Use of duckweed in pig nutrition
- Research with a low protein/high fibre duckweed meal (23% N x 6.25 and 7.5% fibre in DM) showed that replacing conventional protein sources in diets for growing pigs reduced production and increased feed required per unit growth.
- Studies using wet and dry duckweed and conventional (grain-based) or non-conventional feeds (eg: sugar cane juice or molasses) are urgently needed. If systems based on non-conventional feeds were to be successful they would support small farm enterprises of great significance.
- Pigs can use duckweed as a protein/energy source with slightly less efficiency than soyabean meal.
Use of duckweed in Ruminant nutrition
- Very little literature is available on the utilization of duckweeds by ruminants.
- Duckweeds grown on nutrient-rich waters have the potential to be of high nutritional value particularly for the young or lactating ruminant and preliminary observations suggest that they might form the basis of a supplement to diets based on mature biomass such as crop residues, mature grass or pasture.
- Even the high water content, softening the straw, let alone the nutrients they provide would facilitate the use of straw by ruminants.
- Ruminants fed mature biomass such as straw are generally deficient in a range of minerals and ammonia for efficient fermentative digestion of the straw in the rumen and in addition for maximum efficiency of feed utilization they require supplements containing proteins that escape the rumen environment to be digested in the intestines. With ruminants, therefore, it is necessary to describe the nutritional role that is required of the duckweed before assessing its feeding value.
- A duckweed:maize silage diet (2:1) produced higher growth rates in Holstein heifers (about 200 kg LW) than a maize silage:concentrate:grass diet, without any detrimental effects.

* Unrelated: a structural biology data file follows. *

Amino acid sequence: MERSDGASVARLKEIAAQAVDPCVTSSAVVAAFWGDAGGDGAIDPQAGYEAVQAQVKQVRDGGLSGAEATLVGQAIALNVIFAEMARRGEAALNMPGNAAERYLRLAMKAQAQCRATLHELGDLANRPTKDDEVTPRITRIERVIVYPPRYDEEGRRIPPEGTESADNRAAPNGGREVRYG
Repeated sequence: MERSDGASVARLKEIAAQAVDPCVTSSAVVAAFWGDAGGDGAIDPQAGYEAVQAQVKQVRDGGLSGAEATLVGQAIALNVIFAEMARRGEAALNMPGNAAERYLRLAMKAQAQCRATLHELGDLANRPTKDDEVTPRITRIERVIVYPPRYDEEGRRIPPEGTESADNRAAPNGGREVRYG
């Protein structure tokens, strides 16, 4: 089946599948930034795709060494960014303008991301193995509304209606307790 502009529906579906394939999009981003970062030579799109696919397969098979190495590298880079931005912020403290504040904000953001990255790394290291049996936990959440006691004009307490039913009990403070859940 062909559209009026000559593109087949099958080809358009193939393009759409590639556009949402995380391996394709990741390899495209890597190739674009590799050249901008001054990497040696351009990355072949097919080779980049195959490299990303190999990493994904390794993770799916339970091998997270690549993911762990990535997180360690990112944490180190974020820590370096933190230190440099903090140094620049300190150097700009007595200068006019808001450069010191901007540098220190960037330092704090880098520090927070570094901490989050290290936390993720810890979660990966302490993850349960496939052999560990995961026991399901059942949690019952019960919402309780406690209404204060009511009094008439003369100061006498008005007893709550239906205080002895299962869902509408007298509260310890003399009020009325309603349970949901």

Proteinaceous feed resources are generally in short supply, and in addition are usually the most costly components of the diets of most animals in developing countries. Duckweed presents a protein source that is of great potential for feeding to domestic animals and particularly fish. The nutrients in the water upon which the duckweed is grown critically affect its nutritional value particularly for monogastric animals where the fibre and protein contents of the duckweed are important elements. For ruminants, high levels of duckweed are not so crucial but feed processing to ensure the protein bypasses the rumen is probably necessary. The potential for duckweed resides in its use as a sole fish feed or a component of fish diets where it can be used at the site of production for fish cultivation. Duckweed appears to be potentially a major resource for the poultry industries of developing countries and could be incorporated into poultry diets on a least cost basis.
Duckweed meal may have great potential to blend with non- conventional diets based on inexpensive carbohydrate sources that can be used by pigs and ducks. With the possibilities for growing it with high protein and fat content, it would then blend extremely well with sugar cane juice or molasses and with other low-protein root or tuber producing carbohydrate crops such as cassava and sweet potatoes. These unconventional diets lend themselves to small scale integrated farming operations that include pigs.